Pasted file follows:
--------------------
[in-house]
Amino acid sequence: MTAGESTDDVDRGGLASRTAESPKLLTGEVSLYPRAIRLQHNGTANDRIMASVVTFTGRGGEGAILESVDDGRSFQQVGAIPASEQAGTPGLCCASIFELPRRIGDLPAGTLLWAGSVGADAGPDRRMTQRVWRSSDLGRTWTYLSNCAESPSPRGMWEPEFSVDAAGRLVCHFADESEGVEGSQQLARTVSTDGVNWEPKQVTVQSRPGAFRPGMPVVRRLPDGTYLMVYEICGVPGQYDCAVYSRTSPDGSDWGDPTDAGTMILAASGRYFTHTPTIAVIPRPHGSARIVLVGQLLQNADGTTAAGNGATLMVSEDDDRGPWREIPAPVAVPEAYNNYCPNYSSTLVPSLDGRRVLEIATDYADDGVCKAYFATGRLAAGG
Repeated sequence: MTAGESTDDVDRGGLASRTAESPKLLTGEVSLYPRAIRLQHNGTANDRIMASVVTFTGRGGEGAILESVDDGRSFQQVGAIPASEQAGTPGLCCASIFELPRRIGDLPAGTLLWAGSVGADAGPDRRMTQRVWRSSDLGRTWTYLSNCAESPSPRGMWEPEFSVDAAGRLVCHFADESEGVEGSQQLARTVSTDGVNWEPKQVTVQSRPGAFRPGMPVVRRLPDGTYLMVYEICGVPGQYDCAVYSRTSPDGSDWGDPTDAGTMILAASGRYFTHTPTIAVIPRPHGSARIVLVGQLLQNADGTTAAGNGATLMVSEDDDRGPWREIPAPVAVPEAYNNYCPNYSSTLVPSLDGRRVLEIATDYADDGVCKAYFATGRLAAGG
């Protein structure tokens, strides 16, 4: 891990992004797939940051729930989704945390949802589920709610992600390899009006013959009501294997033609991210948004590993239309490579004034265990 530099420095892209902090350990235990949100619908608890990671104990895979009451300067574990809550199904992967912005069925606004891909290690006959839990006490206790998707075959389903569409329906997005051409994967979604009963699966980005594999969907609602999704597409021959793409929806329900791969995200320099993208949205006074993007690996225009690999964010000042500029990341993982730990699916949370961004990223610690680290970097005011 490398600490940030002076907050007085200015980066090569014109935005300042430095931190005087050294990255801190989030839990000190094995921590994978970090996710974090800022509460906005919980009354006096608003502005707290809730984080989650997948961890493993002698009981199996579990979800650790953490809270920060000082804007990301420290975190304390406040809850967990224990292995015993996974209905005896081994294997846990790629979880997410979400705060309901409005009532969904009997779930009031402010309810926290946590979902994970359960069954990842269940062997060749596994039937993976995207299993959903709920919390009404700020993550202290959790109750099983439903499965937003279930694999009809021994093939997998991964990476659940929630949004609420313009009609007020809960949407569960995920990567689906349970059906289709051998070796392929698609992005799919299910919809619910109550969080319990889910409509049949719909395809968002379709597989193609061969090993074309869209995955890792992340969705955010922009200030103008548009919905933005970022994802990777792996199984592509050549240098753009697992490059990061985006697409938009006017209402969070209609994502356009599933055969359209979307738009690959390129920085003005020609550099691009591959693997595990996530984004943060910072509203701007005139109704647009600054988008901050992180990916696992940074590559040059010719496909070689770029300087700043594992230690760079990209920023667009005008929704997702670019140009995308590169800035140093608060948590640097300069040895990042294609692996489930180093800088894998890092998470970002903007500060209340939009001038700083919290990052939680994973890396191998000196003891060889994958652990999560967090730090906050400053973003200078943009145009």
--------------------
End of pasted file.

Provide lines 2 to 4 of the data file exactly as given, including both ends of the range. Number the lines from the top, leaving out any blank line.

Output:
Amino acid sequence: MTAGESTDDVDRGGLASRTAESPKLLTGEVSLYPRAIRLQHNGTANDRIMASVVTFTGRGGEGAILESVDDGRSFQQVGAIPASEQAGTPGLCCASIFELPRRIGDLPAGTLLWAGSVGADAGPDRRMTQRVWRSSDLGRTWTYLSNCAESPSPRGMWEPEFSVDAAGRLVCHFADESEGVEGSQQLARTVSTDGVNWEPKQVTVQSRPGAFRPGMPVVRRLPDGTYLMVYEICGVPGQYDCAVYSRTSPDGSDWGDPTDAGTMILAASGRYFTHTPTIAVIPRPHGSARIVLVGQLLQNADGTTAAGNGATLMVSEDDDRGPWREIPAPVAVPEAYNNYCPNYSSTLVPSLDGRRVLEIATDYADDGVCKAYFATGRLAAGG
Repeated sequence: MTAGESTDDVDRGGLASRTAESPKLLTGEVSLYPRAIRLQHNGTANDRIMASVVTFTGRGGEGAILESVDDGRSFQQVGAIPASEQAGTPGLCCASIFELPRRIGDLPAGTLLWAGSVGADAGPDRRMTQRVWRSSDLGRTWTYLSNCAESPSPRGMWEPEFSVDAAGRLVCHFADESEGVEGSQQLARTVSTDGVNWEPKQVTVQSRPGAFRPGMPVVRRLPDGTYLMVYEICGVPGQYDCAVYSRTSPDGSDWGDPTDAGTMILAASGRYFTHTPTIAVIPRPHGSARIVLVGQLLQNADGTTAAGNGATLMVSEDDDRGPWREIPAPVAVPEAYNNYCPNYSSTLVPSLDGRRVLEIATDYADDGVCKAYFATGRLAAGG
């Protein structure tokens, strides 16, 4: 891990992004797939940051729930989704945390949802589920709610992600390899009006013959009501294997033609991210948004590993239309490579004034265990 530099420095892209902090350990235990949100619908608890990671104990895979009451300067574990809550199904992967912005069925606004891909290690006959839990006490206790998707075959389903569409329906997005051409994967979604009963699966980005594999969907609602999704597409021959793409929806329900791969995200320099993208949205006074993007690996225009690999964010000042500029990341993982730990699916949370961004990223610690680290970097005011 490398600490940030002076907050007085200015980066090569014109935005300042430095931190005087050294990255801190989030839990000190094995921590994978970090996710974090800022509460906005919980009354006096608003502005707290809730984080989650997948961890493993002698009981199996579990979800650790953490809270920060000082804007990301420290975190304390406040809850967990224990292995015993996974209905005896081994294997846990790629979880997410979400705060309901409005009532969904009997779930009031402010309810926290946590979902994970359960069954990842269940062997060749596994039937993976995207299993959903709920919390009404700020993550202290959790109750099983439903499965937003279930694999009809021994093939997998991964990476659940929630949004609420313009009609007020809960949407569960995920990567689906349970059906289709051998070796392929698609992005799919299910919809619910109550969080319990889910409509049949719909395809968002379709597989193609061969090993074309869209995955890792992340969705955010922009200030103008548009919905933005970022994802990777792996199984592509050549240098753009697992490059990061985006697409938009006017209402969070209609994502356009599933055969359209979307738009690959390129920085003005020609550099691009591959693997595990996530984004943060910072509203701007005139109704647009600054988008901050992180990916696992940074590559040059010719496909070689770029300087700043594992230690760079990209920023667009005008929704997702670019140009995308590169800035140093608060948590640097300069040895990042294609692996489930180093800088894998890092998470970002903007500060209340939009001038700083919290990052939680994973890396191998000196003891060889994958652990999560967090730090906050400053973003200078943009145009």